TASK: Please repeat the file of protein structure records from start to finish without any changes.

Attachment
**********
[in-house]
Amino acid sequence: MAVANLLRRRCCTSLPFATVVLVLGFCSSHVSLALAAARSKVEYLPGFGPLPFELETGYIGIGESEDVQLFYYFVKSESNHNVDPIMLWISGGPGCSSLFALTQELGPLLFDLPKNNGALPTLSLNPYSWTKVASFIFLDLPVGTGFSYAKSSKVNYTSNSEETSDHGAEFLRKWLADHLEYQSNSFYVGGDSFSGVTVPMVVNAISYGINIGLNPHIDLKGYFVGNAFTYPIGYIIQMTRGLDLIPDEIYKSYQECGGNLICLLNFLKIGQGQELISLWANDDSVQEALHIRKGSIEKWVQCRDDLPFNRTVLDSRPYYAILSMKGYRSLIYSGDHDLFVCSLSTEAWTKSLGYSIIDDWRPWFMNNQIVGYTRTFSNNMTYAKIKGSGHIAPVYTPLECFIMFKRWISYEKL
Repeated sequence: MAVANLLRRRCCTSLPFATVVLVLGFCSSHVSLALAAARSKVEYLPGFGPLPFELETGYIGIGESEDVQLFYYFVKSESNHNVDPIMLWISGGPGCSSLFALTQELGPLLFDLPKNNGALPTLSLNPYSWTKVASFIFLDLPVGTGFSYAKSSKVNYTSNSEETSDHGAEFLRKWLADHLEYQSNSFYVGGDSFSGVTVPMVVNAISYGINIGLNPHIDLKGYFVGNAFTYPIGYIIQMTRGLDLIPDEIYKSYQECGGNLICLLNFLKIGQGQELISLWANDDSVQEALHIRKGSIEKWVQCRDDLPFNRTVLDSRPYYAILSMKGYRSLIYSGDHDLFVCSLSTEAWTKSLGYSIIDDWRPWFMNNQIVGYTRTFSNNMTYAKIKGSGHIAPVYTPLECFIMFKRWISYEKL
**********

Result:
[in-house]
Amino acid sequence: MAVANLLRRRCCTSLPFATVVLVLGFCSSHVSLALAAARSKVEYLPGFGPLPFELETGYIGIGESEDVQLFYYFVKSESNHNVDPIMLWISGGPGCSSLFALTQELGPLLFDLPKNNGALPTLSLNPYSWTKVASFIFLDLPVGTGFSYAKSSKVNYTSNSEETSDHGAEFLRKWLADHLEYQSNSFYVGGDSFSGVTVPMVVNAISYGINIGLNPHIDLKGYFVGNAFTYPIGYIIQMTRGLDLIPDEIYKSYQECGGNLICLLNFLKIGQGQELISLWANDDSVQEALHIRKGSIEKWVQCRDDLPFNRTVLDSRPYYAILSMKGYRSLIYSGDHDLFVCSLSTEAWTKSLGYSIIDDWRPWFMNNQIVGYTRTFSNNMTYAKIKGSGHIAPVYTPLECFIMFKRWISYEKL
Repeated sequence: MAVANLLRRRCCTSLPFATVVLVLGFCSSHVSLALAAARSKVEYLPGFGPLPFELETGYIGIGESEDVQLFYYFVKSESNHNVDPIMLWISGGPGCSSLFALTQELGPLLFDLPKNNGALPTLSLNPYSWTKVASFIFLDLPVGTGFSYAKSSKVNYTSNSEETSDHGAEFLRKWLADHLEYQSNSFYVGGDSFSGVTVPMVVNAISYGINIGLNPHIDLKGYFVGNAFTYPIGYIIQMTRGLDLIPDEIYKSYQECGGNLICLLNFLKIGQGQELISLWANDDSVQEALHIRKGSIEKWVQCRDDLPFNRTVLDSRPYYAILSMKGYRSLIYSGDHDLFVCSLSTEAWTKSLGYSIIDDWRPWFMNNQIVGYTRTFSNNMTYAKIKGSGHIAPVYTPLECFIMFKRWISYEKL